As the load phase interacts with a database, the constraints defined in the database schema — as well as in triggers activated upon data load — apply (for example, uniqueness, referential integrity, mandatory fields), which also contribute to the overall data quality performance of the ETL process.

* For example, a financial institution might have information on a customer in several departments and each department might have that customer’s information listed in a different way. The membership department might list the customer by name, whereas the accounting department might list the customer by number. ETL can bundle all this data and consolidate it into a uniform presentation, such as for storing in a database or data warehouse.

* Another way that companies use ETL is to move information to another application permanently. For instance, the new application might use another database vendor and most likely a very different database schema. ETL can be used to transform the data into a format suitable for the new application to use.

Real-life ETL cycle

The typical real-life ETL cycle consists of the following execution steps:

  1. Cycle initiation
    2. Build reference data
    3. Extract (from sources)
    4. Validate
    5. Transform (clean, apply business rules, check for data integrity, create aggregates or disaggregates)
    6. Stage (load into staging tables, if used)
    7. Audit reports (for example, on compliance with business rules. Also, in case of failure, helps to diagnose/repair)
    8. Publish (to target tables)
    9. Archive
    10. Clean up


ETL processes can involve considerable complexity, and significant operational problems can occur with improperly designed ETL systems.

The range of data values or data quality in an operational system may exceed the expectations of designers at the time validation and transformation rules are specified. Data profiling of a source during data analysis can identify the data conditions that will need to be managed by transform rules specifications. This will lead to an amendment of validation rules explicitly and implicitly implemented in the ETL process.

Data warehouses are typically assembled from a variety of data sources with different formats and purposes. As such, ETL is a key process to bring all the data together in a standard, homogenous environment.

Design analysts should establish the scalability of an ETL system across the lifetime of its usage. This includes understanding the volumes of data that will have to be processed within service level agreements. The time available to extract from source systems may change, which may mean the same amount of data may have to be processed in less time. Some ETL systems have to scale to process terabytes of data to update data warehouses with tens of terabytes of data. Increasing volumes of data may require designs that can scale from daily batch to multiple-day microbatch to integration with message queues or real-time change-data capture for continuous transformation and update.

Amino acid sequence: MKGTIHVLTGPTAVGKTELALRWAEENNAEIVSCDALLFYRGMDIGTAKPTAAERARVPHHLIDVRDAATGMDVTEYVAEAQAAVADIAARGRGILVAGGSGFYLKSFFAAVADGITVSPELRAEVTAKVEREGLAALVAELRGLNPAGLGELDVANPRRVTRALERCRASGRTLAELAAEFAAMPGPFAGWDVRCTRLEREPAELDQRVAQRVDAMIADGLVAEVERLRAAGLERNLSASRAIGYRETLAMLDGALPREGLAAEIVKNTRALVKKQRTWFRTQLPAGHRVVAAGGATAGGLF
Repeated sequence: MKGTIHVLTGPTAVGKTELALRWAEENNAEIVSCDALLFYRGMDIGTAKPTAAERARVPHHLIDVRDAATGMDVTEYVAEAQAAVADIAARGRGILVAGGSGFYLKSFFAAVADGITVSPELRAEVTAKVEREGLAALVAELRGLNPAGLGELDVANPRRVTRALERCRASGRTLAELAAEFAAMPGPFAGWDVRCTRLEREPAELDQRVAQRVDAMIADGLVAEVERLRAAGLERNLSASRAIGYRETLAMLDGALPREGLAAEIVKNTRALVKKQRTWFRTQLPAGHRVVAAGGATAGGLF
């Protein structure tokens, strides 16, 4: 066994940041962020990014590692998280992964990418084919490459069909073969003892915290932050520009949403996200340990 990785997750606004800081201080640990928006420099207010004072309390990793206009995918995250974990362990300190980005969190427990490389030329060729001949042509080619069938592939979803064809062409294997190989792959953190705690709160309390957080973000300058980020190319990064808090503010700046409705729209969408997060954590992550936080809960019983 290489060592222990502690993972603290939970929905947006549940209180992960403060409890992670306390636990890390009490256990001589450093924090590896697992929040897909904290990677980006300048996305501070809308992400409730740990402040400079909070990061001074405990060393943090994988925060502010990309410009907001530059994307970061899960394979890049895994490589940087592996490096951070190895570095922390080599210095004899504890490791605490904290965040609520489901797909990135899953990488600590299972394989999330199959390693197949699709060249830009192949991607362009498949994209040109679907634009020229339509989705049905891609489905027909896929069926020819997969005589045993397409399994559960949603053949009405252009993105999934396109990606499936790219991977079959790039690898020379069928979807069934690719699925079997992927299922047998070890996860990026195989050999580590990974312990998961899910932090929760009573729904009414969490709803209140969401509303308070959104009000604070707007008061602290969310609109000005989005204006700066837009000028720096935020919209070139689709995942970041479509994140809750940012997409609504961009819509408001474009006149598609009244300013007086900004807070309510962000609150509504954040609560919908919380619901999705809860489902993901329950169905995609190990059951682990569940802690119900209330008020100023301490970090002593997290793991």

ETL vendors benchmark their record-systems at multiple TB (terabytes) per hour (or ~1 GB per second) using powerful servers with multiple CPUs, multiple hard drives, multiple gigabit-network connections, and lots of memory.

In real life, the slowest part of an ETL process usually occurs in the database load phase. Databases may perform slowly because they have to take care of concurrency, integrity maintenance, and indices. Thus, for better performance, it may make sense to do

* Direct Path Extract method or bulk unload whenever is possible (instead of querying the database) to reduce the load on source system while getting high speed extract
* most of the transformation processing outside of the database
* and to use bulk load operations whenever possible.

Still, even using bulk operations, database access is usually the bottleneck in the ETL process. Some common methods used to increase performance are:

* Partition tables (and indices). Try to keep partitions similar in size (watch for null values which can skew the partitioning).
* Do all validation in the ETL layer before the load. Disable integrity checking (disable constraint …) in the target database tables during the load.
* Disable triggers (disable trigger …) in the target database tables during the load. Simulate their effect as a separate step.
* Generate IDs in the ETL layer (not in the database).